catchr implements a small but helpful "domain-specific language" (DSL) to make building condition-handling functions simpler to read and type. Essentially, catchr reserves special 'terms' that mean something different than they do in the rest of R. When given as part of the input for a catchr plan, these terms will be substituted for special catchr functions used to handle conditions.
These special terms can be inputted as strings (e.g.,
warning = list('collect', 'muffle')) or as unquoted terms (e.g.,
warning = c(collect, muffle)); catchr internally converts the unquoted terms to strings regardless, but being able to input them unquoted saves keystrokes and can highlight their special meanings for code readability.
The following are the special terms and what they do. Note that there are also some special condition names, but those are different from the following.
toerror: these terms will become functions that will convert captured conditions into a message, warning, or error, respectively, and raise them. The original classes of the condition will be lost.
beep: if the beepr package is installed, this will play a sound via
display: the purpose of this term is to immediately display information about the captured condition on the output terminal without raising additional conditions (as would be done with
tomessage). Currently, it attempts to display this information with bold, turquoise-blue text if the crayon package is installed. In future versions of catchr, this default styling (and other display options) may be able to be changed by the user.
muffle: this term will be substituted for a function that 'muffles' (i.e., 'suppresses', 'catches', 'hides'—whatever you want to call it) the captured condition, preventing it from being raised to higher levels or subsequent plans. Anything in a plan after
muffle will be ignored, so put it last.
muffle is built on,
first_muffle_restart(), searches for the first available restart with
"muffle" in its name (the two typical ones are
"muffleWarning") and calls
invokeRestart with it. If the captured condition is an error, which can't be muffled, it will exit the evaluation and give
NULL for the returned value of the evaluated expression.
exit: when encountered, this will exit the evaluation of the expression immediately and by default muffle the captured condition (use
raise in the plan if to ensure this doesn't happen). Any instructions after
exit in the input will be ignored, so put it last.
collect: this term will store the captured conditions and append them to the output of the evaluated expression. See the collecting conditions help topic for a full explanation.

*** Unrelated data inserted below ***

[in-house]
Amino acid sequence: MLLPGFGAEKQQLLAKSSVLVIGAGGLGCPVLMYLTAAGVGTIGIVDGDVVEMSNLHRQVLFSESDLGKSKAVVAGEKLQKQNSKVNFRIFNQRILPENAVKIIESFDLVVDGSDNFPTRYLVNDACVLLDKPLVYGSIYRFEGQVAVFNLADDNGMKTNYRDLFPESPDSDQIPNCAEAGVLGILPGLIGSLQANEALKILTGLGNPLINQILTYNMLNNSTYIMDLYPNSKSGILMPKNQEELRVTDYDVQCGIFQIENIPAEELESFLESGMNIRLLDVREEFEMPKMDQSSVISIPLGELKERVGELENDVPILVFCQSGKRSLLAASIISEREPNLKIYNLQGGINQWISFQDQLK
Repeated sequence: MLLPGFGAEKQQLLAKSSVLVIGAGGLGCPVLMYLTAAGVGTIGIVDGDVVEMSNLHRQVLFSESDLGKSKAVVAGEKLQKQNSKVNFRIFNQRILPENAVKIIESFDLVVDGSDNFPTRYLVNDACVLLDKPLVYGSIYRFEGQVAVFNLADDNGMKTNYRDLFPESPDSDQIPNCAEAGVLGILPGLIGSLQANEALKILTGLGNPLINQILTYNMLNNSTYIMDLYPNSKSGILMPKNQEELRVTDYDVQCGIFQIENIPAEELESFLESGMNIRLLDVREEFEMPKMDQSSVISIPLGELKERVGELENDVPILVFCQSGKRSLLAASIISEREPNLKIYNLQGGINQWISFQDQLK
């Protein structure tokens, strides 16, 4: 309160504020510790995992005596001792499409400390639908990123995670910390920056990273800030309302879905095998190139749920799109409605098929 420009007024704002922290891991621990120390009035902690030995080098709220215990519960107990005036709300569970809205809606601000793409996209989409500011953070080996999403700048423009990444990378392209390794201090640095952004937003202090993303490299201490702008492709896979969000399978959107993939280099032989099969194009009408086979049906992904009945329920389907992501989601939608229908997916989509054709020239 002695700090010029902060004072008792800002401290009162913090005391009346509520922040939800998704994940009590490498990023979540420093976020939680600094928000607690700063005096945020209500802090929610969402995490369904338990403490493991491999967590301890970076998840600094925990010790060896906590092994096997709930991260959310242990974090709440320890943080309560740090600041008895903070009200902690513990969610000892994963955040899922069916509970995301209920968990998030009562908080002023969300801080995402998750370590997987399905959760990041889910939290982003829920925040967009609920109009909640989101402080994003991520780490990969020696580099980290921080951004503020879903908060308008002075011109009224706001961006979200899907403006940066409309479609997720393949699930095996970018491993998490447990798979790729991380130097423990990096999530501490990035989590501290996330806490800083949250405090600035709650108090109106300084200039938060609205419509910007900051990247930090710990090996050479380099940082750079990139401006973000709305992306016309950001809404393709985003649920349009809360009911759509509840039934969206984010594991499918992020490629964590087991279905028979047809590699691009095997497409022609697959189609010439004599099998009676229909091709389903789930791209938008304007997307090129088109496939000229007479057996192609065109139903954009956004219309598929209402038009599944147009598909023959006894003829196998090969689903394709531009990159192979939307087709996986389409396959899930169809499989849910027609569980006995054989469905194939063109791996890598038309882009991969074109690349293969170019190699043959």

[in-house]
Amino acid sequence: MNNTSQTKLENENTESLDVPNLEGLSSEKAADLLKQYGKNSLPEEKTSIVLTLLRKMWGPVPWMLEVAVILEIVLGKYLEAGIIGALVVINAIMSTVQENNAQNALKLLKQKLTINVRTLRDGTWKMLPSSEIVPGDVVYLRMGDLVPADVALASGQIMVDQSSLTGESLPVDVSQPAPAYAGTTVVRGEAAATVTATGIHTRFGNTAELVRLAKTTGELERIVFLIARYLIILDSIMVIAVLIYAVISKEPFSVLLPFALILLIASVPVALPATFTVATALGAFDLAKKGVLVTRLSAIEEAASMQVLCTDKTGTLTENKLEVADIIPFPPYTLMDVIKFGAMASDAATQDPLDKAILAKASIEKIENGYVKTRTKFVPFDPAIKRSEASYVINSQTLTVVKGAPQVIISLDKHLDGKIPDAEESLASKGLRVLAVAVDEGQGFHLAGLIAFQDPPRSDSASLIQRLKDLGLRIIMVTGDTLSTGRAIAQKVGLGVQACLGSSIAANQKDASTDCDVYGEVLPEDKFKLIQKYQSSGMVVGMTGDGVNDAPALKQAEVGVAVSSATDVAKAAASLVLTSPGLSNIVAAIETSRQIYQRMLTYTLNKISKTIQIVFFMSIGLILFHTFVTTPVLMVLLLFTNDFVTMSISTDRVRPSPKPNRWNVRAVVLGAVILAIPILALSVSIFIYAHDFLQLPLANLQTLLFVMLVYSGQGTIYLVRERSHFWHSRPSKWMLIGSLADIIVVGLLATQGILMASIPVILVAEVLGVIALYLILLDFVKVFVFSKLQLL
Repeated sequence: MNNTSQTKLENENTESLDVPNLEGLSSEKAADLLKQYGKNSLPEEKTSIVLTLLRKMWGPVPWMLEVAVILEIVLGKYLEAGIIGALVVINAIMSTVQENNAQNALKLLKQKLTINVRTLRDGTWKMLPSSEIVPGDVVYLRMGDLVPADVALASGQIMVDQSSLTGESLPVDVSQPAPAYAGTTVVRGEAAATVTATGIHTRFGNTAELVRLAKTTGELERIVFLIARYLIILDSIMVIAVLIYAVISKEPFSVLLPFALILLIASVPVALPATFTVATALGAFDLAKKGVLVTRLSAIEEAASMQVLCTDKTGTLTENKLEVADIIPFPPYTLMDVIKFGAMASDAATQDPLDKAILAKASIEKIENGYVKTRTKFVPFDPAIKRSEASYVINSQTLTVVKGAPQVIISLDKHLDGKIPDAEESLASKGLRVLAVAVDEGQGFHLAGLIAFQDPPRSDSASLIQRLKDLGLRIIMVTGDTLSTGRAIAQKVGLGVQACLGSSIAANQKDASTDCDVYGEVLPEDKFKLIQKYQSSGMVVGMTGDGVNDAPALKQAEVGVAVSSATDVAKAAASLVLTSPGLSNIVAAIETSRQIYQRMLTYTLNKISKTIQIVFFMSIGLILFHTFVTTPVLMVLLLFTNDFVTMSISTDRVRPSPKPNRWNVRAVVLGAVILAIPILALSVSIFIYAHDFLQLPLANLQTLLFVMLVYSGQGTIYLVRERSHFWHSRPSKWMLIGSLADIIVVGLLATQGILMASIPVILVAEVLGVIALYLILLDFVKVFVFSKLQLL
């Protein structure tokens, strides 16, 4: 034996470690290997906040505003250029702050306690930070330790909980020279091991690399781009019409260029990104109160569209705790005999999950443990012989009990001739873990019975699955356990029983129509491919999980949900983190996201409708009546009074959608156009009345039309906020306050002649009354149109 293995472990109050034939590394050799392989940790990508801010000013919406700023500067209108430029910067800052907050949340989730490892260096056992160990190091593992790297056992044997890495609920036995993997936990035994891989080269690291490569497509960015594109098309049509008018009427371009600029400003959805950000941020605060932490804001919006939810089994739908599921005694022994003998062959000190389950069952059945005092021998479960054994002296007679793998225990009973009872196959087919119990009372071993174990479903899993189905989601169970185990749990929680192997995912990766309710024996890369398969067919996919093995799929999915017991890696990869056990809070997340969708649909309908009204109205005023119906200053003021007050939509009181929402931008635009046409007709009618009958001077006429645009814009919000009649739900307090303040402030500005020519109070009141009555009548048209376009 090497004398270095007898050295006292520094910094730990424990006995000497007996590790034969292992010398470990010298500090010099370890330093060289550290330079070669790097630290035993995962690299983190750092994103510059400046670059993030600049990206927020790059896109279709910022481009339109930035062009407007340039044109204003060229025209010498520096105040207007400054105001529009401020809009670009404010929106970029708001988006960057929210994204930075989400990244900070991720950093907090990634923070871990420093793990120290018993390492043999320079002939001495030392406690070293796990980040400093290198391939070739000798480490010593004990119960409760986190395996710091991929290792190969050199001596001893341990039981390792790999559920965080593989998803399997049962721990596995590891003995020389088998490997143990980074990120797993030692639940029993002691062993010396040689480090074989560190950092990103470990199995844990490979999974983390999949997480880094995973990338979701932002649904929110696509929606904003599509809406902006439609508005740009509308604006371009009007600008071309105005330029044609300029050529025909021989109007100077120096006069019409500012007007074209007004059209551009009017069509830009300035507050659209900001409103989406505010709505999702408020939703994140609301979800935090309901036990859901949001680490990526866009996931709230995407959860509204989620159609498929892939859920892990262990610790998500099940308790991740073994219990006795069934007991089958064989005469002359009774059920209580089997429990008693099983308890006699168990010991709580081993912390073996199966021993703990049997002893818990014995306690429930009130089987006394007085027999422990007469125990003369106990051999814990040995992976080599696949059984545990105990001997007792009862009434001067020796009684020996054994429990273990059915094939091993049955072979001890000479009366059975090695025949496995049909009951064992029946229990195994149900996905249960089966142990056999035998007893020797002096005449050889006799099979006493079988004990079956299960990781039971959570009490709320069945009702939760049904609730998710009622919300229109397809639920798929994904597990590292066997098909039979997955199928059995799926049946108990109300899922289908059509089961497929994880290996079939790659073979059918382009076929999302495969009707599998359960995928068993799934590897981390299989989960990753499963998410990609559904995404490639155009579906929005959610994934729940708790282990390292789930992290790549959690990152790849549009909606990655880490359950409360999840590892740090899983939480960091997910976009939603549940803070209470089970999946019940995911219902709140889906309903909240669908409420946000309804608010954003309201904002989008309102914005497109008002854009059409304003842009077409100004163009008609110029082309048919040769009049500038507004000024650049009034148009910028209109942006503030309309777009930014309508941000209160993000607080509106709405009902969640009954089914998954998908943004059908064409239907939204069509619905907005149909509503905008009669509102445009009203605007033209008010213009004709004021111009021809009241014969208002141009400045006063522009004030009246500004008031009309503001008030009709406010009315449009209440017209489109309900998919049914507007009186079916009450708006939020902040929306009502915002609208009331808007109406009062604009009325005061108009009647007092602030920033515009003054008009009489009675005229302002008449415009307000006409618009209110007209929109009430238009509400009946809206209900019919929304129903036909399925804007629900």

raise: this term will raise the captured condition "as is". The only real use for this term is when you want to use
exit to stop the evaluation, but to still raise the condition past that as well (in which case, put
raise in the plan before
exit). The behavior of this raising might be slightly unpredictable for very odd edge-cases (e.g., if a condition were both a warning and an error).
catchr will turn unquoted special terms into functions, but what happens if these unquoted terms are identical to variables previously declared?
muffle is the name of a user-defined function, e.g.,
muffle <- function(x) print("Wooo!"), in normal R we would expect
warning = muffle to make
function(x) print("Wooo!") the warning handler.
However, catchr's DSL "masks" any symbol that matches one of its reserved terms, and when it evaluates these symbols, they are converted into strings. For the most part, catchr will warn you when this happens.
Importantly, catchr does not mask reserved terms when:
the reserved names are being used as calls, e.g.,
warning = collect(foo). In these cases, it will attempt to use a previously defined function
foo, and will attempt to use whatever that evaluates to. The reserved terms are all strings/unquoted bare symbols, so it is never a problem anyway.
the input specifically references a namespace/package, such as
warning = dplyr::collect. When the symbol of a special terms is preceded by
:::, it will be seen as the function of that package, and not as the special term
the reserved terms are used inside a previously defined function. For example, if the user had defined
muffle <- function(x) print("not special"), and
fn <- function(x) muffle, using the argument
warning = fn() would not use the special term of
Add the following code to your website.
For more information on customizing the embed code, read Embedding Snippets.